The ASME VIII-1 code’s general approach to bolting is stated succinctly in ASME VIII-1, Appendix S-1:
In the great majority of designs the practice that has been used in the past should be adequate, viz., to follow the design rules in Appendices 2 and Y and tighten the bolts sufficiently to withstand the test pressure without leakage.
In other words, when the design complies with the ASME Code requirements, the bolts can be tightened as required. Thus, when a connection leaks due to relaxation of the joint, “it may suffice merely to retighten the bolts”. (Appendix S-1) This apparently loose approach to the assembly and operation procedures stems from protection against over-tightening that is found within the Appendix 2 & Y calculations.
A Finite Element Analysis (FEA) is performed when the particular configuration doesn’t fall within the standard Code guidelines, such as the flange calculations found in ASME VIII-1 and mentioned above. The component is then approached as a VIII-1 vessel that needs additional rules, which are readily available in VIII-2.
The following study presents two extreme scenarios: a) No preload, & b) Very high preload. The contrast between these two cases is clearly shown by the results:
a) No Preload: unacceptable stress levels.
b) Very High Preload: acceptable stresses with infinite life cycles.
Should bolting preload be included in a Finite Element Analysis?The resounding answer is YES.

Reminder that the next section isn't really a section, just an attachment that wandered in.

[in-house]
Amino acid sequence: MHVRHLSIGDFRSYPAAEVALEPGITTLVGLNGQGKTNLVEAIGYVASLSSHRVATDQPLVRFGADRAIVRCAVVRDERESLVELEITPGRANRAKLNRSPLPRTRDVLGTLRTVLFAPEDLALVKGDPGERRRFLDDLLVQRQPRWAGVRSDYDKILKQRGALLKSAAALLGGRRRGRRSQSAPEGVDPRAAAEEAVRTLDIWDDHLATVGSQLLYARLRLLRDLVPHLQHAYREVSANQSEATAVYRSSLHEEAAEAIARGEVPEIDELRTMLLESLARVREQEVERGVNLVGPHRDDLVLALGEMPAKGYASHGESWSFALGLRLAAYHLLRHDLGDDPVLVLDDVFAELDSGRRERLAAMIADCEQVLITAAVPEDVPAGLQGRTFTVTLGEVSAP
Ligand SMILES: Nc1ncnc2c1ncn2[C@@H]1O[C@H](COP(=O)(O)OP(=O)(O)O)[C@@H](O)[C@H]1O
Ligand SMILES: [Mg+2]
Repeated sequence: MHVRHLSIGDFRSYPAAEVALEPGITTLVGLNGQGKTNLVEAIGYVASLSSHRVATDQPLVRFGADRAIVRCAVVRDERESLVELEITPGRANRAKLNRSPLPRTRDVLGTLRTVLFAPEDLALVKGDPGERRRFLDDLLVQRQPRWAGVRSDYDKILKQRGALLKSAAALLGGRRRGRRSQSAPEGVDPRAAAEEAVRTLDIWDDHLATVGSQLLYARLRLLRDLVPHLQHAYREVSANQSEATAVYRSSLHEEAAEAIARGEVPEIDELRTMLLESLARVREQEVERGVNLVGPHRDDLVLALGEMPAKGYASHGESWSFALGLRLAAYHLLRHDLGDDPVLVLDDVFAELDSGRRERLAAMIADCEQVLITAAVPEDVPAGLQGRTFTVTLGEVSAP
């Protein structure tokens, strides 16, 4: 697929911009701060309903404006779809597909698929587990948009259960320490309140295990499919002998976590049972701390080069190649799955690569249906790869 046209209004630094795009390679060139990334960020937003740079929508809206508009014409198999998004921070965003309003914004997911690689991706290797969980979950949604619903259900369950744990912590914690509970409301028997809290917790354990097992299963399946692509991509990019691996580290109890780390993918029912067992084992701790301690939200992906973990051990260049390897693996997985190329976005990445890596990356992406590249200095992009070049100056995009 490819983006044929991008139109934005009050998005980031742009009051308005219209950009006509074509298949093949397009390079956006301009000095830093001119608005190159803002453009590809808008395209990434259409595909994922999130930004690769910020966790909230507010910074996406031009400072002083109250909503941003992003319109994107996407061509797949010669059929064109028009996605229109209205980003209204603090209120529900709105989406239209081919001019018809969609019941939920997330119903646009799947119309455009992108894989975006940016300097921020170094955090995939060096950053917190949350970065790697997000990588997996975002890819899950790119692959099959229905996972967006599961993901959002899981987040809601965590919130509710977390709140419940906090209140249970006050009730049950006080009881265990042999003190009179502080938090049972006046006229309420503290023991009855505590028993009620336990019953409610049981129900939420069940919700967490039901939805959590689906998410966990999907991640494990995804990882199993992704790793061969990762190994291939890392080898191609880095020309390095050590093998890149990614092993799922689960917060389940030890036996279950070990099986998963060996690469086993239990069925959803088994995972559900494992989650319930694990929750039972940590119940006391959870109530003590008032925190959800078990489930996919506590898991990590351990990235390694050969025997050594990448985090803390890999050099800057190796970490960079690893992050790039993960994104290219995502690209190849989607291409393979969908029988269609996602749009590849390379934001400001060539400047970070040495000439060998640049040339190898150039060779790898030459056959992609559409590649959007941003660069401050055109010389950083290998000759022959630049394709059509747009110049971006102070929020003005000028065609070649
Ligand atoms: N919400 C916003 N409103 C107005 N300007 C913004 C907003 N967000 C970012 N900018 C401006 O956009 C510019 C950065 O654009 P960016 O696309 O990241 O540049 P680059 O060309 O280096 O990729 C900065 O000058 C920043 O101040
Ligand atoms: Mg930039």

When a Finite Element Analysis is performed, the bolting preload must be considered both to realistically model the assembly and also be in compliance with the applicable pressure vessel code.
Questions remaining for future discussions are: How should the preload be applied in the FEA? How can the required preload be calculated? What financial and practical reasons are there for considering bolting preload when the ASME Code doesn’t seem overly concerned with it?
This document has been supplied for information purposes only. For additional clarification please contact Key Design Engineering.
Property of Key Design Engineering Page 3 of 7 7/24/2008
It is necessary to commence by reviewing the deformed displacement plots to make sure that the component’s behaviour is reasonable. In the following plots, please note the following reference points, as illustrated in the first image:
a) Maximum displacement at the inner surface b) Rotation about outer edge
a) The maximum vertical displacement is 0.0028”, at the lower surface.
b) The plate rotates about the outer edge.
c) The plate curves up leaving a significant gap and there is no metal-to- metal contact around the bolt hole.
d) The bolting deformation lines (different shades of colour) cross the bolt at an angle, because the bolt is undergoing significant bending.
a) The maximum vertical displacement is 0.0009”, at the lower face.
b) There is very little movement about the outer edge.
c) The bolting preload is sufficient to keep the lower surface in contact with its mating face, maintaining metal-to- metal contact.
d) The bolting deformation lines run horizontally, indicating that the bolt is primarily in tension and is undergoing very little bending.
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